According to William Cole’s Art of Simpling (1656), Loosestrife prevents oxen from fighting. Some say the name derives from a Greek word meaning “to dissolve strife.” What we could debate is whether form follows function, or vice versa, because this showy group is as hardy as it is attractive.
Some species are tall, others are low, but all are vigorous and easy to grow—so let them loose in cool, moist locations such as woodlands, bogs or waterside meadows. A varied group, each offers a unique foliage form.
Racemes arching like shooting stars, bursting into soft white flowers against a deep green galaxy of foliage, make graceful, upright Gooseneck the jewel of the woodland setting. It’s a toss-up between growing it for flowers or foliage, but either way, it’s a winner.
Size: 3' 0" – 4' 0" high x 0" & spreading wide.
Hardy to zone 4.
According to William Cole’s Art of Simpling (1656), Loosestrife prevents oxen from fighting, while others say the name derives from a Greek word meaning “to end strife.” Lofty narrow spikes of star-like pearly-white flowers grace this uncommon stately European species that forges a noninvasive clump with opposite and lanceolate glaucous gray-green leaves encompassing sturdy upright stems. A luminous accent in bouquets, Lysimachia ephemerum can be positioned near Thalictrum flavum ssp. glaucum for a gentle match of soothing colors and intriguing blossoms.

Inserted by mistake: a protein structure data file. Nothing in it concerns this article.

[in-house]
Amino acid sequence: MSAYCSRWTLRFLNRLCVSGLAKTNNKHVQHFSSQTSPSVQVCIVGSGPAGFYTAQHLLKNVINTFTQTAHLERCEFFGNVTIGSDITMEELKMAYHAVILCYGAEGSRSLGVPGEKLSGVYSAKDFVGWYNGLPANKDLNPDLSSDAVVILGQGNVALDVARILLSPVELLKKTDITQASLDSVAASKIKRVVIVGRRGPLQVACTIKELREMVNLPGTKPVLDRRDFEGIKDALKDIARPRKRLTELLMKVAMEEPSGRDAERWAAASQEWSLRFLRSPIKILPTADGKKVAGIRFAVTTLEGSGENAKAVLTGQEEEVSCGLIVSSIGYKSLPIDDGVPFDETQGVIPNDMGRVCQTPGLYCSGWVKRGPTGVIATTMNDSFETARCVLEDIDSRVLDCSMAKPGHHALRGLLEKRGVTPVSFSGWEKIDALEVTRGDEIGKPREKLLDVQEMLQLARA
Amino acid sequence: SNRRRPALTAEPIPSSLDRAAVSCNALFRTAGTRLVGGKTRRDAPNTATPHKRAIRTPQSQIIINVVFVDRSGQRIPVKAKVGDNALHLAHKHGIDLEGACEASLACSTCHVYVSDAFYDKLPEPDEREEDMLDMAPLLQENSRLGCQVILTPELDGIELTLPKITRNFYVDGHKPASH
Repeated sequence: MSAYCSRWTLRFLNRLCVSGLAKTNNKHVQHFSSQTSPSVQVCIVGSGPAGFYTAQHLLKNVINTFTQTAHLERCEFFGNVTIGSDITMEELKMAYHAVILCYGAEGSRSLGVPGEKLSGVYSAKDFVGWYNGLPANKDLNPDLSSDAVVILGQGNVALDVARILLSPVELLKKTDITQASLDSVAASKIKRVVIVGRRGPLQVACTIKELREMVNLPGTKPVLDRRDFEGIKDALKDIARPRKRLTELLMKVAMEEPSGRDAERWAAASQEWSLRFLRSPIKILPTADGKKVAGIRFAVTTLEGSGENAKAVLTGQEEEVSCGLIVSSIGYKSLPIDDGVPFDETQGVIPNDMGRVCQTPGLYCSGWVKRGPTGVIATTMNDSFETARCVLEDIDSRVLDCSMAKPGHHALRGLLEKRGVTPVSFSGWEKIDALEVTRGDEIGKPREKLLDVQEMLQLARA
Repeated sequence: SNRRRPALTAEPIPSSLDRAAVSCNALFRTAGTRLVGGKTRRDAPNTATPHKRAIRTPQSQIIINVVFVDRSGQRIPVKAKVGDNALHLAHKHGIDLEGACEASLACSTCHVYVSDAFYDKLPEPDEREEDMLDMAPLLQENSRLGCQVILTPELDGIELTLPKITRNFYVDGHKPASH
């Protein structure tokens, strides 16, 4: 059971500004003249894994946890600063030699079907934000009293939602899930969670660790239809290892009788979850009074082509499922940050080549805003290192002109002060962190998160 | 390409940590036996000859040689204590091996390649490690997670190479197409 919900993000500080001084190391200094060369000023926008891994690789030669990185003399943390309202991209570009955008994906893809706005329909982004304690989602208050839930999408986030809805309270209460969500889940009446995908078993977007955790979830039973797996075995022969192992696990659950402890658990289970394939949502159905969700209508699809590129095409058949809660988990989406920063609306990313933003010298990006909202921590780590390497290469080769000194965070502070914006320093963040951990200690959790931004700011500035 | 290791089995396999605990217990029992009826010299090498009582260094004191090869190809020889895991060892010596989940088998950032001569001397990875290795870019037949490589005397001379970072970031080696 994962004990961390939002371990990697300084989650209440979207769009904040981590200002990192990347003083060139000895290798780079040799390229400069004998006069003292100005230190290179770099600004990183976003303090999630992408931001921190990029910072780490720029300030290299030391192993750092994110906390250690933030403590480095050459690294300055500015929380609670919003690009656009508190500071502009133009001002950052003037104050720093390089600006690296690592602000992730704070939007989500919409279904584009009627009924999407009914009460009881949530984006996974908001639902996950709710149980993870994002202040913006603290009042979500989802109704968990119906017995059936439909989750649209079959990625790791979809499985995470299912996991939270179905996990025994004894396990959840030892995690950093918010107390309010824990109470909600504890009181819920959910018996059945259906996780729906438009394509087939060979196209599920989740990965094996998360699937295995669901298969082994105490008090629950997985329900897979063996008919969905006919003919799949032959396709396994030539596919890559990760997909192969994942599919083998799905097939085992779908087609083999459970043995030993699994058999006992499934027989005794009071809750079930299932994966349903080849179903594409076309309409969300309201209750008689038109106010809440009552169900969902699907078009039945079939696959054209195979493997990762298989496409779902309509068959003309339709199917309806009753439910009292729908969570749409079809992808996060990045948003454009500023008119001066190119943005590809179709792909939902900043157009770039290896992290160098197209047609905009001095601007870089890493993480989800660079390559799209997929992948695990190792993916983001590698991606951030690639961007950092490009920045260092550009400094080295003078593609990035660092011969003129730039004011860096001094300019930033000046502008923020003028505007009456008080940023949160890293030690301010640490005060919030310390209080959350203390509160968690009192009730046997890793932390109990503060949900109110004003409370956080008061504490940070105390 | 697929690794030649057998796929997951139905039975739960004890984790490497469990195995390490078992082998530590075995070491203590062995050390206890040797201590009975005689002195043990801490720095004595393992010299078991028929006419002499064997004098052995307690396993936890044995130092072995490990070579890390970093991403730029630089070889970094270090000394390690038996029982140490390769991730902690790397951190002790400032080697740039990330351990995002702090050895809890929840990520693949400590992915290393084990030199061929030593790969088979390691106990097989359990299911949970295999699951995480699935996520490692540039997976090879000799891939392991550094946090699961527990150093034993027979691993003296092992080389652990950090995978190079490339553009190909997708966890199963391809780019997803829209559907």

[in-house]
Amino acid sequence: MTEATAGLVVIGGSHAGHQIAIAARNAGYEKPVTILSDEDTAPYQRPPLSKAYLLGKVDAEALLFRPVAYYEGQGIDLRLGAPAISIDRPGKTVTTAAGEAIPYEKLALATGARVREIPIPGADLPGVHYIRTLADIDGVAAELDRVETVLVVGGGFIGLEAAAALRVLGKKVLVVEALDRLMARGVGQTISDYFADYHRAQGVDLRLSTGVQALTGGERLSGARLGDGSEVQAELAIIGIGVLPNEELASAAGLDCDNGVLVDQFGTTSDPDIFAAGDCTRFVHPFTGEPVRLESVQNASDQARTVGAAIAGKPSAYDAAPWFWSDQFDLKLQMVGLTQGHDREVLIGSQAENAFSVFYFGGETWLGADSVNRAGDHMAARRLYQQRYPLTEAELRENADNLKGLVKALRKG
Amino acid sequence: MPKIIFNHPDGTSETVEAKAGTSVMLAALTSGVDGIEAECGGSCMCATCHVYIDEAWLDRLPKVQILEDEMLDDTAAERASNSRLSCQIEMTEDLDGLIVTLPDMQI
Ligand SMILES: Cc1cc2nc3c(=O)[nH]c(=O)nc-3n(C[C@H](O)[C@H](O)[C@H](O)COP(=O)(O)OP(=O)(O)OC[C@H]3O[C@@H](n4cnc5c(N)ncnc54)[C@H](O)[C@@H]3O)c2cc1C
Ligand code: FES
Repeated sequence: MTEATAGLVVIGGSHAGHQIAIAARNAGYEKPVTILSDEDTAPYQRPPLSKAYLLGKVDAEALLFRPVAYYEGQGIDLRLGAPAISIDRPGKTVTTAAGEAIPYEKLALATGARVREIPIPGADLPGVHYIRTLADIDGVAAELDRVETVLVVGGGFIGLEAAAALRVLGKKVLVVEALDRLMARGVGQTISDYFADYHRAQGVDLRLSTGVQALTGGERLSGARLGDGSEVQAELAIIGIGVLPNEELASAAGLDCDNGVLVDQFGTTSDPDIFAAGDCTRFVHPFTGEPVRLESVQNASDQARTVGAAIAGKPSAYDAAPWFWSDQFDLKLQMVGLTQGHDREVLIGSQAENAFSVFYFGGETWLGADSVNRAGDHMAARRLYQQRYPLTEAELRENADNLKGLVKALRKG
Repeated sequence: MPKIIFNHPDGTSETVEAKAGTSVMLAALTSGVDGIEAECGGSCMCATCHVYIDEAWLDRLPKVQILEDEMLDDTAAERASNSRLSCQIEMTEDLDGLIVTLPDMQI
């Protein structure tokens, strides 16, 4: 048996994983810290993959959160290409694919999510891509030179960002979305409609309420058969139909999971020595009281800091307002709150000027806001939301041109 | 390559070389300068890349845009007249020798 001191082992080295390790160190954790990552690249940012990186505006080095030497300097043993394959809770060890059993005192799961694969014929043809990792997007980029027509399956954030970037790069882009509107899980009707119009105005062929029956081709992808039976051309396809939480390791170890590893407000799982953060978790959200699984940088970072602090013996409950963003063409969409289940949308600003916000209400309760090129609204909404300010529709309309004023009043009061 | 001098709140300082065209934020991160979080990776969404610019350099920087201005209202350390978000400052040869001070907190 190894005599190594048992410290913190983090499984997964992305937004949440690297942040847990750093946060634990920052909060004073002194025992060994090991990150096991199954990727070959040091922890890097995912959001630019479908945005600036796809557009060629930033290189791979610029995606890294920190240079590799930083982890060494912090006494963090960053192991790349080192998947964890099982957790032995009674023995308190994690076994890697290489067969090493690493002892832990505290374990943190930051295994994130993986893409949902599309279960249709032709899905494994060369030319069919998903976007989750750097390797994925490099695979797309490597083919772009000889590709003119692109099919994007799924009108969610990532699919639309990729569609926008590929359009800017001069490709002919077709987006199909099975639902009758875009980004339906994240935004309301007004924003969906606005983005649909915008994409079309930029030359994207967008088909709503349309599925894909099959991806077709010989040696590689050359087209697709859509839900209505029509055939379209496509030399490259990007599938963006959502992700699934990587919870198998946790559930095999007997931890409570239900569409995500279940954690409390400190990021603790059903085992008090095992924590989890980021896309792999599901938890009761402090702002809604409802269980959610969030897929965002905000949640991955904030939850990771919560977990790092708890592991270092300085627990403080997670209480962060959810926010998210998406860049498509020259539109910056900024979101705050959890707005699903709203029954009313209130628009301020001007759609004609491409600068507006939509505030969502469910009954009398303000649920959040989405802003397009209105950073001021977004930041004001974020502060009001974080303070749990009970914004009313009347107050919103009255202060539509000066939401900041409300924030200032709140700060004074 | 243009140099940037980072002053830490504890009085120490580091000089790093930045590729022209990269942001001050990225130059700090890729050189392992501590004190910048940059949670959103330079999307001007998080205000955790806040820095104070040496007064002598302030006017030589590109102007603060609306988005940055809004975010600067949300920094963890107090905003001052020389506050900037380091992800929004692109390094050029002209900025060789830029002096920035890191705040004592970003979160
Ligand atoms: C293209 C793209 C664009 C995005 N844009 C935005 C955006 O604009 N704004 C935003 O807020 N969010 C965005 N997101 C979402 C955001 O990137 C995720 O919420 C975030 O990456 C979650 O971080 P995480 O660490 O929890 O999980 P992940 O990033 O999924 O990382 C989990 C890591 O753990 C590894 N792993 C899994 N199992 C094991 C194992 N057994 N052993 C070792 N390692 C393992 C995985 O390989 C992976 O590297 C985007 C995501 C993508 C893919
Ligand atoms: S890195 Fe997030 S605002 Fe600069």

Size: 3' 0" – 4' 0" high x 18" wide.
Hardy to zone 6.
Native to Europe and Russia, Golden Creeping Jenny has naturalized in North America. Bearing tiny, bright yellow flowers, it creates a striking understory of round, golden foliage and, if planted at the edge of a pond, will reach into the water like rays of sunlight. For stunning contrast, place near plants with purple foliage.
Size: 2" high x 0" & spreading wide.
Hardy to zone 5.